Basil Hume was the Cardinal Archbishop of Westminster England. In 1999 he was diagnosed with terminal cancer. Upon this news, he told his friend, Tom Crawley, “The first thing I thought when I realized that I had the cancer was that I wished for another chance—a chance to start over. I knew that if I had more time, I could be so much better a man, a monk, a bishop. But then I thought that when I die it would be a great advantage to come before God with nothing. Instead of being able to say, ‘Thank you God for making me such a good man, such a good monk, such a good bishop,’ it would be so much better that I could simply say, ‘God, be merciful to me, a sinner.’ If I came to God empty handed, I then would be ready to receive what God would give.” The stance, then, of a disciple is not to come before the Lord with all of our blessings and achievements but rather to bow down before God and to be empty enough to let mercy in. This is why we must begin to cultivate in our lives an attitude of humility.

Now it’s certainly right and just that we should be thankful for our health and for our energy– to be grateful that we can run and swim and play ball. These are all that come from God. But one day it is likely that we will find ourselves in a situation where our health is faded, where our joints no longer bend. In that moment, the important thing is that we will be able to open ourselves to receive God’s love. So even today, as we have our energy and our health, it is important to carry these gifts with humility realizing that they are ultimately not the most important thing.

It is right and just that we take pride in our talents and abilities—in our ability to work, to earn a living by speaking, selling, closing a case, or designing a project. All of these things are blessings from God. But a day will most likely come when our breath becomes shallow and our mind a little feeble. On that day, the only important thing for us to say is “God have mercy on me, a sinner.” So even today, as we use our talents and abilities, it is important to carry them with humility because they will not always be with us.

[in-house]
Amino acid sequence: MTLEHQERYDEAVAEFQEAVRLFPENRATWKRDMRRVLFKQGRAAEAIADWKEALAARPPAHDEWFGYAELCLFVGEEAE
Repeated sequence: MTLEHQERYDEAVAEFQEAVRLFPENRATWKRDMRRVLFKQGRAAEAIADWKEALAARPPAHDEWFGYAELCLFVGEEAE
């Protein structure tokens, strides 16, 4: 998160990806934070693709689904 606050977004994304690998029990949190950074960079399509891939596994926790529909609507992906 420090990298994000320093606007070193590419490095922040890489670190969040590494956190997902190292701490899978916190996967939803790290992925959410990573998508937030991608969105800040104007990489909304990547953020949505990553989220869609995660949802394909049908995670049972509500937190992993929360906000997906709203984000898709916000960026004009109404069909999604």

It is right for each one of us to be thankful—thankful for our possessions, for our talents, for our relationships, for our achievements—but it is also important to remember that a day will come when none of them will matter. This is why we should begin today to cultivate the habit of humility, to recognize today our complete dependence on God. In the end, that is the only thing that matters. “Those who exalt themselves will be humbled, but those who humble themselves will be exalted.”

God in the Smallest Things

October 27, 2013

Luke 18:9-14

Pope Francis has been causing quite a stir in Rome. This is not only by his teaching and administration, but also because of his lifestyle. Instead of residing in the Papal Palace, he stays in an apartment in the Vatican guest house and eats in the cafeteria with the other people who stay there. Instead of wearing papal gowns and red velvet slippers, he sticks to the simple white cassock and walks around in work shoes. Instead of being chauffeured in a limousine, he packs up his briefcase every morning and he walks the streets of Vatican City to his office.

Now, these choices that the Pope has made certainly send a message of simplicity and humility to the world. But that is not why he chose to make them. In a recent interview, the Pope stated that he chose to live this way for his own benefit. He quoted a line from St. Ignatius of Loyola who said, “God is not constrained by the biggest things but contained in the smallest things.”

The pope quoted this line to reveal an important truth. He lives in the way he does in order to see God. There is nothing wrong with living in the Papal Palace but it is harder to see God there. This is because when we are in the presence of the biggest things, we can think that they are about us. There is nothing wrong with being served breakfast in the papal dining room, but you miss the way that God can speak to you in conversation with others in the cafeteria line and in the discussion of what they plan to do this day with their lives. The Pope’s lifestyle is not so much against wealth as it is against isolation. He knows that God is to be found in the smallest things, in the connection that we have to one another in the ordinary routines of daily life.

This is something that the Pharisee in the gospel does not see. He rightly is proud of his accomplishments. It is a good thing that he is honest, that he fasts twice a week and gives one-tenth of his earnings to the poor. But instead of using these big things to join himself to others, he uses them to separate himself from others. Somehow he thinks that he is going to be better off by surrounding himself with his accomplishments than by identifying with the weakness and sinfulness that he shares with others.